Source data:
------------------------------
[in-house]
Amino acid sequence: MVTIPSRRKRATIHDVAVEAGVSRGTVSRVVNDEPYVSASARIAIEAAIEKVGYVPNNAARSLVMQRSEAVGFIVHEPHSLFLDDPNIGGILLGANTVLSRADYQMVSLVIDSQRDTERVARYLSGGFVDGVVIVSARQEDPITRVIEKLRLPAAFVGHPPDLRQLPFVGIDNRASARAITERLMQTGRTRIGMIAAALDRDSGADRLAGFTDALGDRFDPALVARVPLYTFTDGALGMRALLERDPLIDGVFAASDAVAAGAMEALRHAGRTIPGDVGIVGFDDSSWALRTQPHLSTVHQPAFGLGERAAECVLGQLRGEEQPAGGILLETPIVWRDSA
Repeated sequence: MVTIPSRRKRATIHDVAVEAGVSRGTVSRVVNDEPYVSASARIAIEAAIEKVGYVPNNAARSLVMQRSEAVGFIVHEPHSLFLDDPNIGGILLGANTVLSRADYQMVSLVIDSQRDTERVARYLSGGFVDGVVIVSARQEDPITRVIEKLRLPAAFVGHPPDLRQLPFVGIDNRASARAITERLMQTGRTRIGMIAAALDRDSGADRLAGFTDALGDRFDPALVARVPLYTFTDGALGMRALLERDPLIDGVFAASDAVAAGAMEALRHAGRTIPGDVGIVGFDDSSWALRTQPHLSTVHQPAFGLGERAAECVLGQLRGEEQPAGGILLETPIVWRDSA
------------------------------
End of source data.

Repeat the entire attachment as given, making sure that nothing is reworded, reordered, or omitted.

[in-house]
Amino acid sequence: MVTIPSRRKRATIHDVAVEAGVSRGTVSRVVNDEPYVSASARIAIEAAIEKVGYVPNNAARSLVMQRSEAVGFIVHEPHSLFLDDPNIGGILLGANTVLSRADYQMVSLVIDSQRDTERVARYLSGGFVDGVVIVSARQEDPITRVIEKLRLPAAFVGHPPDLRQLPFVGIDNRASARAITERLMQTGRTRIGMIAAALDRDSGADRLAGFTDALGDRFDPALVARVPLYTFTDGALGMRALLERDPLIDGVFAASDAVAAGAMEALRHAGRTIPGDVGIVGFDDSSWALRTQPHLSTVHQPAFGLGERAAECVLGQLRGEEQPAGGILLETPIVWRDSA
Repeated sequence: MVTIPSRRKRATIHDVAVEAGVSRGTVSRVVNDEPYVSASARIAIEAAIEKVGYVPNNAARSLVMQRSEAVGFIVHEPHSLFLDDPNIGGILLGANTVLSRADYQMVSLVIDSQRDTERVARYLSGGFVDGVVIVSARQEDPITRVIEKLRLPAAFVGHPPDLRQLPFVGIDNRASARAITERLMQTGRTRIGMIAAALDRDSGADRLAGFTDALGDRFDPALVARVPLYTFTDGALGMRALLERDPLIDGVFAASDAVAAGAMEALRHAGRTIPGDVGIVGFDDSSWALRTQPHLSTVHQPAFGLGERAAECVLGQLRGEEQPAGGILLETPIVWRDSA